Is a Feral Cat Right for You?

image of a cat.

In many ways, Tiger Kitty (or TK as he's known for short) isn't your typical feral cat. Unlike his still-wild counterparts who still roam around, homeless and often hungry, he now has a home. When his owners get home at night, he runs out to meet them and rubs against their ankles looking to be patted. At night, he sleeps curled up in an old arm chair on their porch or on top of a hay bale in the barn with the other farm cats for warmth and company. In fact, the only thing that distinguishes him from his feline companions is the "brand" that identifies him as a feral cat: the missing tip of his left ear, which was surgically removed by the veterinarian who neutered him as part of a low-cost feral cat spay-neuter program. (The ear tipping shows he is neutered.)

Adopting abandoned, abused or rescued animals is a noble cause and one to which animal lovers are quick to rally. But there are caveats to adopting any animal with a troubled past, and prospective owners should never impulsively bring home such animals without considering all the consequences, not only for the animal, but for themselves, their families, and their other pets. Only after careful consideration of what is entitled in the animal's care, feeding, housing and socialization should new owners take on such a pet. The is very true of feral cats.

The first question many people must ask when considering a feral cat for adoption is whether it can be domesticated successfully. The answer, often not too helpful, is that it depends. A key factor is the age of the feral cat when it is captured. In general, the younger the cat, the greater its chance of being successfully domesticated. A feral kitten who is rescued at the age of six to eight weeks, vaccinated and neutered at an appropriate age has as much success as any kitten of becoming part of a family. Feral cats who have been on their own in the wild for years, possibly having little or no contact with humans, make poor candidates for domestication. Another factor is environment. If you live in a small apartment in the city and want an indoor cat, a feral cat is probably not a good choice. The cat would be miserable and it wouldn't be long before both you and your apartment were torn to shreds. If you live on a farm, however, and are looking for a barn cat to control rodents, a feral cat is ideal, so long as it gets along with any cats who already live there. Finally, there is an issue of gender. Unneutered male cats tend to be more aggressive than females, but once neutered, either gender has a better chance of being tamed successfully.

If you decide that you can provide a good adoptive home for a feral cat, contact your local Feral Cat Coalition (http://www.feralcat.com) and ask for the names of rescuers. Many shelters routinely euthanize all but the youngest feral cats brought in because of their limited adoptability, so they may not be a good source. Check local newspaper classifieds and websites such as Craig's List (go to http://craigslist.org then click the link for your local city or area) for ads looking to place feral cats or kittens in adoptive homes. After you find a suitable cat or kitten, the Feral Cat Coalition advises you to do three things:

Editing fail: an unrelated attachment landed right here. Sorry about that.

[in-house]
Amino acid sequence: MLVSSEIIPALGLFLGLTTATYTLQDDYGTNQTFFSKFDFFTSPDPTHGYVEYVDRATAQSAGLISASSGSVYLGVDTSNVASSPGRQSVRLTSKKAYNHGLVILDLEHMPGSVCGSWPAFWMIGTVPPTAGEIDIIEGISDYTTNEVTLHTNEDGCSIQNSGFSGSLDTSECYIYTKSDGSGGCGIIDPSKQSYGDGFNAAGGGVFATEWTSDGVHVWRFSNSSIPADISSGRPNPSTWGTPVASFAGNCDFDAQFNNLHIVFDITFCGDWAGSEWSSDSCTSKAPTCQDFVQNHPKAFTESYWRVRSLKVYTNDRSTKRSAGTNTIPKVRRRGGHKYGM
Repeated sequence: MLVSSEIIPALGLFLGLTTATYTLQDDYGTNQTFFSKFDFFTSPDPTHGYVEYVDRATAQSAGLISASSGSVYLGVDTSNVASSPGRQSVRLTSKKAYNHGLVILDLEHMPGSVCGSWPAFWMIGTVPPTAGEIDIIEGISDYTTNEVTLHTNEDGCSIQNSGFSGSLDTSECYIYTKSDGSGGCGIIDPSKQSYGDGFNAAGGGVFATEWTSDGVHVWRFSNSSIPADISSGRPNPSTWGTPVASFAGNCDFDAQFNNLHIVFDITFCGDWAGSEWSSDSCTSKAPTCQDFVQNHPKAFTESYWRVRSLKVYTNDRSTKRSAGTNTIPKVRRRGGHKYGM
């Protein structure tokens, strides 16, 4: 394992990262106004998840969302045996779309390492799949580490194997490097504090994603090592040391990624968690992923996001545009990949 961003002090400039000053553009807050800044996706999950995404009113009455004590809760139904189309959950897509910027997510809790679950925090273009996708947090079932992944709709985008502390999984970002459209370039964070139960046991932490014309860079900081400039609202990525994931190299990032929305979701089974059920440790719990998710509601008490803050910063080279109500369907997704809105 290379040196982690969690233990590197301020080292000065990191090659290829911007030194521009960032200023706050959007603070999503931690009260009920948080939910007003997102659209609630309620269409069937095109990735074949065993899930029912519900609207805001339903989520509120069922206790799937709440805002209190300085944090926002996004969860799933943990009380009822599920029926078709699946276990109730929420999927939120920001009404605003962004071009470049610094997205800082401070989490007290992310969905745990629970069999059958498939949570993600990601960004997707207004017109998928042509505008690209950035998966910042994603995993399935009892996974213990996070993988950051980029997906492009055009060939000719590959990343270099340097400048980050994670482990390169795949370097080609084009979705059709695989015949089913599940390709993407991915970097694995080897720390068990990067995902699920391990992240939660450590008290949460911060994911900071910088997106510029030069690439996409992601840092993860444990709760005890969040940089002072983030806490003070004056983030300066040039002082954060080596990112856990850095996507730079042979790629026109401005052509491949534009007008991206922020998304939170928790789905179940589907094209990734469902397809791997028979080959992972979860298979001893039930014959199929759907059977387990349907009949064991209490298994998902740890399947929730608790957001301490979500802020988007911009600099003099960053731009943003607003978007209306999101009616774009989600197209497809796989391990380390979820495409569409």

1. Before brining it home, have the cat examined by a vet, vaccinated, and treated for fleas (which can cause anemia in cats if left untreated) and other parasites. Although the FCC does not routinely test or vaccinate for tested for FeLV/FIV/FIP because its focus is spaying/neutering, most veterinarians will advise you to have a cat you are adopting tested and vaccinated, especially if you have other cats at home.
  2. Be patient while socializing your feral cat. The FCC offers an excellent guide to socializing kittens at http://www.feralcat.com/taming.html.
  3. Spay or neuter your pet! Kittens can be neutered as young as eight weeks and the only way to prevent the feral cat problem from continuing is preventing further reproduction.

If you have the patience, love, and proper environment, your feral cat can turn from a wild thing into a real pussycat and you'll have a well behaved and happy pet.

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Ocean Animal Clinic of Santa Cruz

Monday:

8:00 am-6:00 pm

Tuesday:

8:00 am-6:00 pm

Wednesday:

8:00 am-6:00 pm

Thursday:

8:00 am-6:00 pm

Friday:

8:00 am-6:00 pm

Saturday:

8:00 am-3:00 pm

Sunday:

Closed

The Cat Clinic of Santa Cruz

Monday:

8:00 am-6:00 pm

Tuesday:

8:00 am-6:00 pm

Wednesday:

8:00 am-6:00 pm

Thursday:

8:00 am-6:00 pm

Friday:

8:00 am-6:00 pm

Saturday:

8:00 am-3:00 pm

Sunday:

Closed

Testimonials

Read What Our Clients Say

  • "Dr. Hall and the staff at Ocean Animal Clinic are truly unique. Most vets are compassionate but always peddling unnecessary expensive services and drugs. Dr. Hall is compassionate, direct and alternative. He really seems to be in tune with the animals.

    My baby, Harry, is ill and his prognosis is not what a mother wants to hear. But, Dr. Hall was so good with him and also our girl Roxy.

    Just a truly decent, loving Vet. Thank you."
    Jennifer M
  • "The Ocean Animal Clinic staff have been caring for my adult turtles since 2011 and I cannot imagine trusting another veterinarian with their care. As a college student he was able to help me find ways to improve the care I provided my pets and his payment options (accepts CareCredit!) helped ensure that my pets received the medical attention they needed on time.

    I consider Ocean Animal Clinic a part of my family and would recommend their services to anyone without hesitation.

    Thank you, OAC!"
    Alejandra V.